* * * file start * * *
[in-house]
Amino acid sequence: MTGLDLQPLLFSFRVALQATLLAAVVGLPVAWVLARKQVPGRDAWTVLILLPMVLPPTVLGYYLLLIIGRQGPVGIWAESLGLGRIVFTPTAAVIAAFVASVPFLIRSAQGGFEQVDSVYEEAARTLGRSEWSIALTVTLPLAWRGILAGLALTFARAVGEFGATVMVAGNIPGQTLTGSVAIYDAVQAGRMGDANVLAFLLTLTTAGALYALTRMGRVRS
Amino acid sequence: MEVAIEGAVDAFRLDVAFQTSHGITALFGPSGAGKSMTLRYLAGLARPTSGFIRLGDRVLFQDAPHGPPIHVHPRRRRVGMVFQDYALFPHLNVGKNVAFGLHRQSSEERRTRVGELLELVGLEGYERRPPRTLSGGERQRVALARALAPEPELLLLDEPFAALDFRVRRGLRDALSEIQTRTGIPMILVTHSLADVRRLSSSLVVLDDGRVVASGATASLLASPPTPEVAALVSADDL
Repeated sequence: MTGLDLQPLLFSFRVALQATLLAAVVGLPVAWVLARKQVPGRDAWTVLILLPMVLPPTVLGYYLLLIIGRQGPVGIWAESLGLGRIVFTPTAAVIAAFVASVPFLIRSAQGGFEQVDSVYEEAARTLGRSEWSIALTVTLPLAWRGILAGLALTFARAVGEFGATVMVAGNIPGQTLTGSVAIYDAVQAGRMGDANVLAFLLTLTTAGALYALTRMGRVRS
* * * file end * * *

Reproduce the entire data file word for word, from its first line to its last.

[in-house]
Amino acid sequence: MTGLDLQPLLFSFRVALQATLLAAVVGLPVAWVLARKQVPGRDAWTVLILLPMVLPPTVLGYYLLLIIGRQGPVGIWAESLGLGRIVFTPTAAVIAAFVASVPFLIRSAQGGFEQVDSVYEEAARTLGRSEWSIALTVTLPLAWRGILAGLALTFARAVGEFGATVMVAGNIPGQTLTGSVAIYDAVQAGRMGDANVLAFLLTLTTAGALYALTRMGRVRS
Amino acid sequence: MEVAIEGAVDAFRLDVAFQTSHGITALFGPSGAGKSMTLRYLAGLARPTSGFIRLGDRVLFQDAPHGPPIHVHPRRRRVGMVFQDYALFPHLNVGKNVAFGLHRQSSEERRTRVGELLELVGLEGYERRPPRTLSGGERQRVALARALAPEPELLLLDEPFAALDFRVRRGLRDALSEIQTRTGIPMILVTHSLADVRRLSSSLVVLDDGRVVASGATASLLASPPTPEVAALVSADDL
Repeated sequence: MTGLDLQPLLFSFRVALQATLLAAVVGLPVAWVLARKQVPGRDAWTVLILLPMVLPPTVLGYYLLLIIGRQGPVGIWAESLGLGRIVFTPTAAVIAAFVASVPFLIRSAQGGFEQVDSVYEEAARTLGRSEWSIALTVTLPLAWRGILAGLALTFARAVGEFGATVMVAGNIPGQTLTGSVAIYDAVQAGRMGDANVLAFLLTLTTAGALYALTRMGRVRS